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Tuesday, 02 July 2013 08:54

At the end of the Zazenshin fascicle, master Dogen quotes a poem by Master Wanshi. Wanshi's emphasis is on the illuminating power of zazen, its capacity for serene reflection. Dogen then re-writes the poem, but changes the emphasis from reflection to exertion. Each of us must offer up their own version, and this is mine:


Pivotal essence of every buddha

Diamond point of every patriarch

Beyond thinking : making real

Beyond piecing together : vividness


Beyond thinking : making real

We are naturally intimate with it

Beyond figuring out, vividness

Your True Self


This making real is intimate with us

There has been no distortion

This vividness is naturally you

Nothing to do with getting or losing


Here there is no distraction

Discarding nothing yet free

Not a matter of right or wrong

Aiming for nothing yet fully exerting


The water is clear, right to the bottom

Fishes swim like fish

The sky is vast, clear to the heavens

Birds are flying like birds

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Monday, 24 June 2013 13:21


The whole grass world cannot be seen

In the snowy field

A white heron is hiding himself

Using his own form

Dogen reverses the usual metaphor for non differentiation, darkness, by using whiteness, snow, instead [very richly, I think], and shows how zazen is an activity [hiding] from moment to moment, not a state. And also, what is hidden and what is apparent is reversed. Activity and Differentiation are hidden, but not erased, and Wholeness [which is usually hidden, but always there] is visible, and by illuminating what is usually hidden, we can see that these are both part of the same ‘thing’, even though we can only ever express half [as the Genjokoan says 'one half is illuminated, the other is dark'].


The poem is my free translation which differs from the poem in Steven Heine’s book of Dogen’s poetry, ‘The Zen Poetry of Dogen’, in which he titles it ‘worship’, but the word literally means ‘prostrations’ which I think is more acute. Master Shohaku Okumura (Sanshin Zen Community, Indiana) gave a translation of this poem at Sanshinji Temple, and for him, the most important part of the poem is ‘using his own form’, and so he reversed the order of the poem, putting the winter grasses at the start of the poem, rather than the end. I have re -rendered “winter grasses” as “the whole grass world”, because I wanted to emphasise the wholeness within which differentiation [grasses] occurs, and thus, the non duality of differentiation and One-ness. I also wanted to re-work the first line to infer that the Wholeness of which we are part cannot be ‘seen’, because we are part of it [although it can be experienced], and also [making the same point] to allow the first line to be read by itself, as well as in conjunction with the second line..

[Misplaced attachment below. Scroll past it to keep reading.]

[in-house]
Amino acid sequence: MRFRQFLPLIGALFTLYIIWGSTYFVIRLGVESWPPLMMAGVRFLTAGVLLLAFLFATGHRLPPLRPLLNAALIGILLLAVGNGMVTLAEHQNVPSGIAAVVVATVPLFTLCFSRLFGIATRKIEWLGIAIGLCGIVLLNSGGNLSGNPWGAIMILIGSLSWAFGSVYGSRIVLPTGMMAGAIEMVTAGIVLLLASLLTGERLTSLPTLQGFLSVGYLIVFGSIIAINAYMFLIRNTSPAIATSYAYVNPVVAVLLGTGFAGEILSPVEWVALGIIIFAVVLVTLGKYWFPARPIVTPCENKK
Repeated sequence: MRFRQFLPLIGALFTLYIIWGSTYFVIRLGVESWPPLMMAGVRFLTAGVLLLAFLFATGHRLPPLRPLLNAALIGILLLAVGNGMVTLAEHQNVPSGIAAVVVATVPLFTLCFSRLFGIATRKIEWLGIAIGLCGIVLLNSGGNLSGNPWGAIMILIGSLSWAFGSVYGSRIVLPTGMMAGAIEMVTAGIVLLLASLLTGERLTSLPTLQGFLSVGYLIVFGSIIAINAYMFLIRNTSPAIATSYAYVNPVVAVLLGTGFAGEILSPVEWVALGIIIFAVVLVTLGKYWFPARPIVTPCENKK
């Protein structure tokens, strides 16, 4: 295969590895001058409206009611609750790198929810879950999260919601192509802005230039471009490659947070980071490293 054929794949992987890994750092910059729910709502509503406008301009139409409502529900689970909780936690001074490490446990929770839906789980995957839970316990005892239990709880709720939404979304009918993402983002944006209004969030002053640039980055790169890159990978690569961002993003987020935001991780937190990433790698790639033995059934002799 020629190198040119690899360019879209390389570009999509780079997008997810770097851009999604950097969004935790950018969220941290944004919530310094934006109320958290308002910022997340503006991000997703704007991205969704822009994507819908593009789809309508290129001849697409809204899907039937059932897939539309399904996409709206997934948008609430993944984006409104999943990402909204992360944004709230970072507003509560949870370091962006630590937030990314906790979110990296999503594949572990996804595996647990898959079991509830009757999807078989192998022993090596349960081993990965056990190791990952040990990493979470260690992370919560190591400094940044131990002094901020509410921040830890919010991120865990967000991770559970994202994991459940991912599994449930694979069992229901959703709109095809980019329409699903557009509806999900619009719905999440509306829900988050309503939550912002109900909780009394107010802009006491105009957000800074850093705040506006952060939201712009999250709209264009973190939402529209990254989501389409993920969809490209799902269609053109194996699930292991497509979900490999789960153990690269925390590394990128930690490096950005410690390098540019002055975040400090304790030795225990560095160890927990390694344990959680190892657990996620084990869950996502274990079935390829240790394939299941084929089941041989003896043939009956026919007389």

Last Updated on Monday, 24 June 2013 13:44
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Monday, 24 June 2013 13:15

My free translation of Master Dogen’s poem Shobogenzo:

In the heart of the dark
The moonlight holding
A small boat drifting
Unmoved by the wind
Unthrown by the waves

Dogen’s poetry – because it is imagistic – makes it easier to express apparent paradox than prose.

We could say that Dogen/The Zen Practitioner (“the small boat”) isn’t moved by the wind and waves (dependent origination) because he isn’t separate from dependent origination/Indra’s Net. But we could also say – reflecting our experience in Zazen – that we sit in the middle (‘heart’) of dependent origination, yet allow it to drop off (“drifting”).

I take “the dark” to be non duality, and “the moonlight” to be the compassionate awareness represented by Avalokitesvara, and so I changed “framing” in Heine’s translation to “holding” to emphasise this.

In the poem, everything is functioning within the whole, yet each is exerting itself completely in its own dharma position.


Last Updated on Monday, 24 June 2013 13:53